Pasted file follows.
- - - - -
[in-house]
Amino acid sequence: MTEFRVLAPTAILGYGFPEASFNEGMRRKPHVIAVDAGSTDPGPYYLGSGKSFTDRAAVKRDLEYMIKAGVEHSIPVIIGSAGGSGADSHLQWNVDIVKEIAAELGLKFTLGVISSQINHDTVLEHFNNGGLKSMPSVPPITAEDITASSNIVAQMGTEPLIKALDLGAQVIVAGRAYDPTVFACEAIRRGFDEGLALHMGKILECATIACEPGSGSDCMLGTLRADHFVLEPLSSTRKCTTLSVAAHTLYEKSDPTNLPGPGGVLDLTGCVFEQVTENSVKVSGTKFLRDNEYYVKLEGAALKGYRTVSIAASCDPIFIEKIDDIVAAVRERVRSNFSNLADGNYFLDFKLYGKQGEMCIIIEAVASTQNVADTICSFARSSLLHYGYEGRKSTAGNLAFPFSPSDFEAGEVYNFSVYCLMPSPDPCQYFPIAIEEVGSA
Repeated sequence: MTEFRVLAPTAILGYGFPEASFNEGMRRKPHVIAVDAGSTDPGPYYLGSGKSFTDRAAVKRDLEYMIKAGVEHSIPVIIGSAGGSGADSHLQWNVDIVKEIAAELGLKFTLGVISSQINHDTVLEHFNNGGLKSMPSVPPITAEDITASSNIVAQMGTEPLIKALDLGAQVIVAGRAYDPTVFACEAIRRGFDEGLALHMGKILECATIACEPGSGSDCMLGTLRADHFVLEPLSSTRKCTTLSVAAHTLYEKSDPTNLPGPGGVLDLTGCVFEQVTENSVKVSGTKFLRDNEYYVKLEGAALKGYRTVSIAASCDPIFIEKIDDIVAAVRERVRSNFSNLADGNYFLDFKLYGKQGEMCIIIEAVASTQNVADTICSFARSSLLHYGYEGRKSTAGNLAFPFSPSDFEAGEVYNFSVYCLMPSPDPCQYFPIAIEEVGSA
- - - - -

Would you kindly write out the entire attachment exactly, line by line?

[in-house]
Amino acid sequence: MTEFRVLAPTAILGYGFPEASFNEGMRRKPHVIAVDAGSTDPGPYYLGSGKSFTDRAAVKRDLEYMIKAGVEHSIPVIIGSAGGSGADSHLQWNVDIVKEIAAELGLKFTLGVISSQINHDTVLEHFNNGGLKSMPSVPPITAEDITASSNIVAQMGTEPLIKALDLGAQVIVAGRAYDPTVFACEAIRRGFDEGLALHMGKILECATIACEPGSGSDCMLGTLRADHFVLEPLSSTRKCTTLSVAAHTLYEKSDPTNLPGPGGVLDLTGCVFEQVTENSVKVSGTKFLRDNEYYVKLEGAALKGYRTVSIAASCDPIFIEKIDDIVAAVRERVRSNFSNLADGNYFLDFKLYGKQGEMCIIIEAVASTQNVADTICSFARSSLLHYGYEGRKSTAGNLAFPFSPSDFEAGEVYNFSVYCLMPSPDPCQYFPIAIEEVGSA
Repeated sequence: MTEFRVLAPTAILGYGFPEASFNEGMRRKPHVIAVDAGSTDPGPYYLGSGKSFTDRAAVKRDLEYMIKAGVEHSIPVIIGSAGGSGADSHLQWNVDIVKEIAAELGLKFTLGVISSQINHDTVLEHFNNGGLKSMPSVPPITAEDITASSNIVAQMGTEPLIKALDLGAQVIVAGRAYDPTVFACEAIRRGFDEGLALHMGKILECATIACEPGSGSDCMLGTLRADHFVLEPLSSTRKCTTLSVAAHTLYEKSDPTNLPGPGGVLDLTGCVFEQVTENSVKVSGTKFLRDNEYYVKLEGAALKGYRTVSIAASCDPIFIEKIDDIVAAVRERVRSNFSNLADGNYFLDFKLYGKQGEMCIIIEAVASTQNVADTICSFARSSLLHYGYEGRKSTAGNLAFPFSPSDFEAGEVYNFSVYCLMPSPDPCQYFPIAIEEVGSA